Liberalization of prisoners’ communication with family and friends has continued through to the present. By 1912, state prisons in 59% of U.S. states allowed prisoners to write three or more letters per month. Eight states did not restrict the number of letters that prisoners could write. Virginia, the most restrictive state, limited prisoners to writing no more than one letter every two months. Prisons in eleven states divided prisoners into different classes and regulated communication differently for the different classes of prisoners. This class-based regulation often differentiated between being allowed to write one letter per month and being allowed to write two or four letters per month. That structure of regulation suggests that such differences mattered to prisoners. Prisoners in the U.S. in 1912 typically were allowed to write letters five to ten times as frequently as they were allowed about 1870.
Prisoners’ opportunities to correspond and visit in person with family and friends continued to increase across the twentieth century. In 1971, 58% of U.S. state prisons allowed prisoners to send an unlimited number of letters. Among those same prisons in 1981, the share limiting letters from prisoners to less than eight per week fell from 37% to 3%. Prisoners were also allowed more frequent visits from family and friends. In 1956, U.S. prisons typically allowed family and friends to visit prisoners twice per month. Only 6% allowed at least five visits per month. In 1981, 75% of state prisons allowed at least five visits per month. By 1987, 35% of U.S. state prisons allowed prisoners to receive visits daily. Eastern State Penitentiary, a leading early model for attempting to suppress completely prisoners’ communication, in 1970 was allowing inmates to receive an unlimited number of letters.
Communication Policies in U.S. State Prisons, 1956-2005
|in given year, prisoners allowed to:||1956||1971||1981||1991||2005|
|Sources: see US prisoner communication policies since 1956.|
|receive at least five visits per month||6%||56%||75%||76%||62%|
|send at least eight letters per week||63%||97%||99%||99%|
|receive at least eight letters per week||97%||100%||99%||99%|
|receive telephone calls||38%||44%||33%||12%|
|make telephone calls||14%||94%||90%||82%|
|make more than three phone calls each month||7%||66%||86%||82%|
|number of prisons surveyed||112||64||66||91||162|
Extending telephone service to prisoners was a relatively late development in the U.S. About a third of U.S. households in 1920 had telephone service. By 1970, 85% of households had telephone service. However, in 1971, all U.S. prisons surveyed did not allow prisoners to receive ordinary telephone calls. Prisoners in 86% of prisons in 1971 were not allowed to make any ordinary telephone calls. In U.S. federal prisons in the 1970s, prisoners were allowed to make one call every three months.^ Telephone service for prisoners expanded rapidly in the 1970s. In 2005, 82% of prisons allowed prisoners to make more than three phone calls per month.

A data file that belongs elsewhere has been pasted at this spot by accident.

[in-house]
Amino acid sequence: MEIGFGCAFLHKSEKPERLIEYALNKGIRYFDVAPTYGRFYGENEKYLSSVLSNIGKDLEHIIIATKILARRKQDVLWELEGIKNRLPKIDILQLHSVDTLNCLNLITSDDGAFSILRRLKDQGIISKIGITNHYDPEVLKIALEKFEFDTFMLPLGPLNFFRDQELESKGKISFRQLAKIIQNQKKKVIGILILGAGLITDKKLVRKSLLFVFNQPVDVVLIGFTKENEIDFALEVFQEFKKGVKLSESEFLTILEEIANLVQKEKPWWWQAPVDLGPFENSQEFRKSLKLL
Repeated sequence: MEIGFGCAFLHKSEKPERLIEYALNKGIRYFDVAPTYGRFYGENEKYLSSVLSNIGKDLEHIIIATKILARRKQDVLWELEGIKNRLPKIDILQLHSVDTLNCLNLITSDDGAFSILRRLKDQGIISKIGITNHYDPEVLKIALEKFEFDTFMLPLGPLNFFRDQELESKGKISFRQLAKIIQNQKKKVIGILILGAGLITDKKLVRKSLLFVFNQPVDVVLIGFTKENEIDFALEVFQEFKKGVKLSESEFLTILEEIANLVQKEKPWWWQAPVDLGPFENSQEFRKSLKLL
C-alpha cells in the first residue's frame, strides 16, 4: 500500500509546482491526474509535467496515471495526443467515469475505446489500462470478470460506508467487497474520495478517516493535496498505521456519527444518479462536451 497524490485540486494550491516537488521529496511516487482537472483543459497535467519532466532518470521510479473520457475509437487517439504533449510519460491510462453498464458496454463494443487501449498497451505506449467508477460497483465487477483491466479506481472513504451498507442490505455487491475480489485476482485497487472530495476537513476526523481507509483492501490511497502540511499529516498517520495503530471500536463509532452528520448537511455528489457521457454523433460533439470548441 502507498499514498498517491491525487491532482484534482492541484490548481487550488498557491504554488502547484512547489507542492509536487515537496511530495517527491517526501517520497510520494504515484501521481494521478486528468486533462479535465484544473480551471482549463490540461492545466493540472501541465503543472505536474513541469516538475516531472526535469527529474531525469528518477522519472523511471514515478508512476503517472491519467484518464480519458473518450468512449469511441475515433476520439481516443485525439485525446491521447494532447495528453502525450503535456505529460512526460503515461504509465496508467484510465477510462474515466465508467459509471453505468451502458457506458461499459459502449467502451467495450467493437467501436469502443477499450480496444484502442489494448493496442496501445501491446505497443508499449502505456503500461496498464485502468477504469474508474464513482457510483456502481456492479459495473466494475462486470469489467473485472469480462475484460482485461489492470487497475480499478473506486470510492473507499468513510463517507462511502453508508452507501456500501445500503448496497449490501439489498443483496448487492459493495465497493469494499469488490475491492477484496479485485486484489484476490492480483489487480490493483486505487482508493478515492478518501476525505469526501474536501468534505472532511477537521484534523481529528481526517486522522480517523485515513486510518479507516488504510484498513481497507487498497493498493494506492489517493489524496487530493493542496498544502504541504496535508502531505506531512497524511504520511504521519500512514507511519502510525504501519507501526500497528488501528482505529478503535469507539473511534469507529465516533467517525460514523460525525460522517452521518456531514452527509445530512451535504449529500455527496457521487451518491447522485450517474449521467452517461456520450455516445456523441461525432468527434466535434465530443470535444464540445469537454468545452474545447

Administrative rules in most prisons in the U.S. today no longer directly constrain the frequency of communicating with most prisoners. In 2005, about two-thirds of prisons allowed prisoners to receive at least five visits per month. Prisoners on average actually received about three visits per month. Almost all prisons allowed prisoners to send and receive at least eight letters per week. Prisoners on average actually sent and received four letters per week.^ Most prisons do not restrict the number of telephone calls that a prisoner can make.
Factors other than direct administrative rules have become the most important constraints on the frequency of prisoners’ communication with their families and friends. The quantity, quality, and practice of prisoners’ personal relationships affect the extent of communication through letters, visits, and telephone calls. Prisoners’ education affects their ability to communicate through letters. Travel costs and visiting arrangements affect the total cost and value of in-person visits to prisoners. Telephone calling rates and telephone use queuing affect the amount of prisoners’ telephone use. Different communication technologies such as text messaging and video conferencing offer different types of communication. The range of communication services available to prisoners affects their communication relative to communication now typical for persons not incarcerated.